In 2010, teachers were told that Muslims would not be permitted to wear the niqab, the garment covering the entire body except for slits across the eyes. The guidance, circulated in Ireland by bishops among more than 450 schools, said that although staff should respect the religious rights of non-Catholics, it was "unsatisfactory for a teacher not to be able to see and engage properly with a pupil whose face was covered". Opponents of the ban argue that it religious expression is a basic human right and muslims should be able to wear the Niqab in every school. Proponents of the ban argue that the Niqab is a religious symbol that should not be worn at Catholic Schools.
In 2004 the government passed the Hunting Act which banned the practice of hunting mammals with dogs in England and Wales. The Act allows dogs to sniff out foxes but bans them from killing. The Act does not prevent hunters from using dogs to “drag hunt" which uses dogs to track and sniff out foxes. Proponents argue that fox hunting with dogs is a time honored tradition that supports rural communities. Opponents argue that killing foxes with dogs is cruel since the hunted animals suffer severe physiological and psychological stress during the hunt - whether they are killed or not.
Global warming, or climate change, is an increase in the earth's atmospheric temperature since the late nineteenth century. In politics, the debate over global warming is centered on whether this increase in temperature is due to greenhouse gas emissions or is the result of a natural pattern in the earth's temperature. In 2015 Alan Kelly, the minister for the Environment, published the Climate Action and Low Carbon Development Bill which outlined several goals that will make Ireland a “low carbon” economy by 2050. Opponents argue that strict laws on carbon emissions will have a severe effect on the Irish economy since many of the regulations will inflict heavy costs on the agricultural industry. Proponents argue that Ireland should join other developed countries and do its part to limit carbon emissions by 2020.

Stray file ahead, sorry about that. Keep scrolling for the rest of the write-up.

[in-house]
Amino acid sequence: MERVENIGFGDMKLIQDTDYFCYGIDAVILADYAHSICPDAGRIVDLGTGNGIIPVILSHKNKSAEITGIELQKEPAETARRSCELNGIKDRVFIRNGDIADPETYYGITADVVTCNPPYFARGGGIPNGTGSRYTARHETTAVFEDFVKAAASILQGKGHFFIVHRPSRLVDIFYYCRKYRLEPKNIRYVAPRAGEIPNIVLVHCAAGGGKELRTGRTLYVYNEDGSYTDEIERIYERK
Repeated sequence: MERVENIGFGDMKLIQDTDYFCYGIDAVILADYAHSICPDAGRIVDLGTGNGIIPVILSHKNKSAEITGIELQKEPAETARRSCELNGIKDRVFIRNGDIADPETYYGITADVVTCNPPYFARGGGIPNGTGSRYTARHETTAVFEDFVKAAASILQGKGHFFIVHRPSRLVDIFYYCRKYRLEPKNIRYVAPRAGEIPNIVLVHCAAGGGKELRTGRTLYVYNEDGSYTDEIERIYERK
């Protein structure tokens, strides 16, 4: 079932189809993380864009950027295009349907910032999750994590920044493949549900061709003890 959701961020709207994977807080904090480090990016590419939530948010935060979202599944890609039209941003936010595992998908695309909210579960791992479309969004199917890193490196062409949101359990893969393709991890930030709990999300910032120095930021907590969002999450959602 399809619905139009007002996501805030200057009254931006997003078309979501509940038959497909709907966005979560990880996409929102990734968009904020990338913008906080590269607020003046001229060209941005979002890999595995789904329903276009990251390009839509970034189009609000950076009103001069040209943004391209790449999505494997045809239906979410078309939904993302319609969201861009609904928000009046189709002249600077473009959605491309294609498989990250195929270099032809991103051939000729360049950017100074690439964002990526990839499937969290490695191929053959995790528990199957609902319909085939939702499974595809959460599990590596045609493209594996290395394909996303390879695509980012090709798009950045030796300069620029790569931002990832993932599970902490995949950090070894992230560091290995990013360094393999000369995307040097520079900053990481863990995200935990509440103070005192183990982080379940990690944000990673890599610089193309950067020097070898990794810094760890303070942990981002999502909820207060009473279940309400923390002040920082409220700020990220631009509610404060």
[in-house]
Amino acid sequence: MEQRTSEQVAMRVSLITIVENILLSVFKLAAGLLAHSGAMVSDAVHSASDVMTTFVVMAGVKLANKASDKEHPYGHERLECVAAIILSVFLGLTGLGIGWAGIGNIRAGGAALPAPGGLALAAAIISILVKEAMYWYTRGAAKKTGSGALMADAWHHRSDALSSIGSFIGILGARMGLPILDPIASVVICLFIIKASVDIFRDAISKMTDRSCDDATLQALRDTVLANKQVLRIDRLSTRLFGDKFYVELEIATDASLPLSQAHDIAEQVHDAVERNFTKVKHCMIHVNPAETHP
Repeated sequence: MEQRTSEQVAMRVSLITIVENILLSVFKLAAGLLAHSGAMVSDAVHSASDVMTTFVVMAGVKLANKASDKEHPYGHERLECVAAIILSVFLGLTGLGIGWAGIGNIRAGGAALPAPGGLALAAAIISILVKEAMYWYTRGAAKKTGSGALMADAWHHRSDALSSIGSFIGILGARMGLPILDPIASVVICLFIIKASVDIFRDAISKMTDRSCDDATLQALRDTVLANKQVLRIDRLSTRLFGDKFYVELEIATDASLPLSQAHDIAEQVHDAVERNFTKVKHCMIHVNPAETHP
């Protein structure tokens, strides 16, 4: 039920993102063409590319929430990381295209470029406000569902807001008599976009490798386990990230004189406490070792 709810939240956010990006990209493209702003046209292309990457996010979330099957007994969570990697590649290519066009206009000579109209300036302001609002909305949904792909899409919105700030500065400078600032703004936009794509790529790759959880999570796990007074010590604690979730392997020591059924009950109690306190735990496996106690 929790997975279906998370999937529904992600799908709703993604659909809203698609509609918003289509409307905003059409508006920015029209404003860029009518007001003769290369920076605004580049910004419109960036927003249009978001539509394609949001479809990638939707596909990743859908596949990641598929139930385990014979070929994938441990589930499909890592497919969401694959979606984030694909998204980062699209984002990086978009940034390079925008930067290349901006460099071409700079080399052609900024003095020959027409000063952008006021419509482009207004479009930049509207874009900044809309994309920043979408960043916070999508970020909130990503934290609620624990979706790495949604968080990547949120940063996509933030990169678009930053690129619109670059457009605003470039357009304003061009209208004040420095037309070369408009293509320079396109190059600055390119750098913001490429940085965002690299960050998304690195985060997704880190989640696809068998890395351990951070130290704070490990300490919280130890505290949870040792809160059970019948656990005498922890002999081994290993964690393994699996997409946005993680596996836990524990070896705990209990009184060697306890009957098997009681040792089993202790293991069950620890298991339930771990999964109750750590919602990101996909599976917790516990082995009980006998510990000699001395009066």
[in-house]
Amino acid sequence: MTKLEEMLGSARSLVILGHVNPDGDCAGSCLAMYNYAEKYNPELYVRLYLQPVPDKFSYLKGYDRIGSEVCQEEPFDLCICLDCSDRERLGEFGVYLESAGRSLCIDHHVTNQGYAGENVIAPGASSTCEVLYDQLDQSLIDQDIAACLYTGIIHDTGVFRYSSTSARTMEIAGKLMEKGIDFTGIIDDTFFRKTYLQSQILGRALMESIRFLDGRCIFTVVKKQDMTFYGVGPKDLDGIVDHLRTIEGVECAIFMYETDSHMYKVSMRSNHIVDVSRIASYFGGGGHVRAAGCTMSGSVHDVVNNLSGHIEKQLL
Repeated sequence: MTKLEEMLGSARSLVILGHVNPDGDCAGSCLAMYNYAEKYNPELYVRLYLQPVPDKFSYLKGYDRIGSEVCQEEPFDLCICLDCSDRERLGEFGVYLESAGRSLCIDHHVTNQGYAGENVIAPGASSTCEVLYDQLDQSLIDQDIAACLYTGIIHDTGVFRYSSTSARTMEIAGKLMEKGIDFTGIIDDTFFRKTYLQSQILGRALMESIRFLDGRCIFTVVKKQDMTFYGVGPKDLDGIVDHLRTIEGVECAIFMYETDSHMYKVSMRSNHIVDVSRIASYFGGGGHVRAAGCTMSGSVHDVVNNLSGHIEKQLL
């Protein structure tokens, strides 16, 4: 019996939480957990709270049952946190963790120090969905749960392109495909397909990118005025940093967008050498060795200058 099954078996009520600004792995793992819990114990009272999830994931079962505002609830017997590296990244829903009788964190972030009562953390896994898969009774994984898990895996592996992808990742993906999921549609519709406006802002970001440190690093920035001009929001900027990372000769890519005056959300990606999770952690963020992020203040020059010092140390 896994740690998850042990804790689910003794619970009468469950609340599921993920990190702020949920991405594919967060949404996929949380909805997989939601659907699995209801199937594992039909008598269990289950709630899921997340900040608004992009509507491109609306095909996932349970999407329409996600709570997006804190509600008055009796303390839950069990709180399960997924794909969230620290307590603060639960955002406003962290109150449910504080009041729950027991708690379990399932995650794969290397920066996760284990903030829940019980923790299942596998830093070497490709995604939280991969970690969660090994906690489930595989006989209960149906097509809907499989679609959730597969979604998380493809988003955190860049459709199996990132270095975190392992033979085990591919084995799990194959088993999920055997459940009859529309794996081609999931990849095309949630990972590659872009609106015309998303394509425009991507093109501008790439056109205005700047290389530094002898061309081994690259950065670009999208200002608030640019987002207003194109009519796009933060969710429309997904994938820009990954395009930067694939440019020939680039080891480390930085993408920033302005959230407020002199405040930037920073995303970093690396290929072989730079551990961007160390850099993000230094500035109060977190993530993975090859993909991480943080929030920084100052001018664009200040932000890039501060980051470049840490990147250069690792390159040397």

In 2016, France became the first country to ban the sale of plastic disposable products that contain less than 50% of biodegradable material and in 2017, India passed a law banning all plastic disposable plastic products.
Fracking is the process of extracting oil or natural gas from shale rock. Water, sand and chemicals are injected into the rock at high pressure which fractures the rock and allows the oil or gas to flow out to a well. In 2014, Italy's Emilia-Romagna region banned fracking after a report found that it may have caused two earthquakes that killed 26 people in 2012. Opponents of fracking argue that fracking is dangerous and environmentally damaging because of it uses high-pressured, chemically treated water to blast apart rock to release the gas trapped inside. Proponents of fracking argue that it will make Ireland more energy dependent and less susceptible to global oil prices.
Genetically modified food or crops are plants that have been modified using genetic engineering techniques. Examples of GMOs include adding genes to certain crops to make them immune to insects or environmental conditions. Proponents of a GMO ban argue that their existence might have unintended effects on agricultural ecosystems including bees and other animals which depend on native crops for their survival. Opponents of a ban argue that the development GMOs has resulted in cheaper food being produced more quickly, in greater quantities, and with less calories and fat.
In January of 2016, the Low Pay Commission raised the Irish minimum wage to €9.15 per hour. Minister for Business and Employment Ged Nash estimated that 124,000 workers in Ireland would receive a 50 cent increase. The Labour party has proposed further wage increases of €9.65 in 2017, €10.15 in 2018, €10.65 in 2019 and €11.15 in 2020. Proponents of the wage increase stimulates the economy by shifting more income into the working class. Opponents argue that minimum wage increases hurt small businesses and increase unemployment.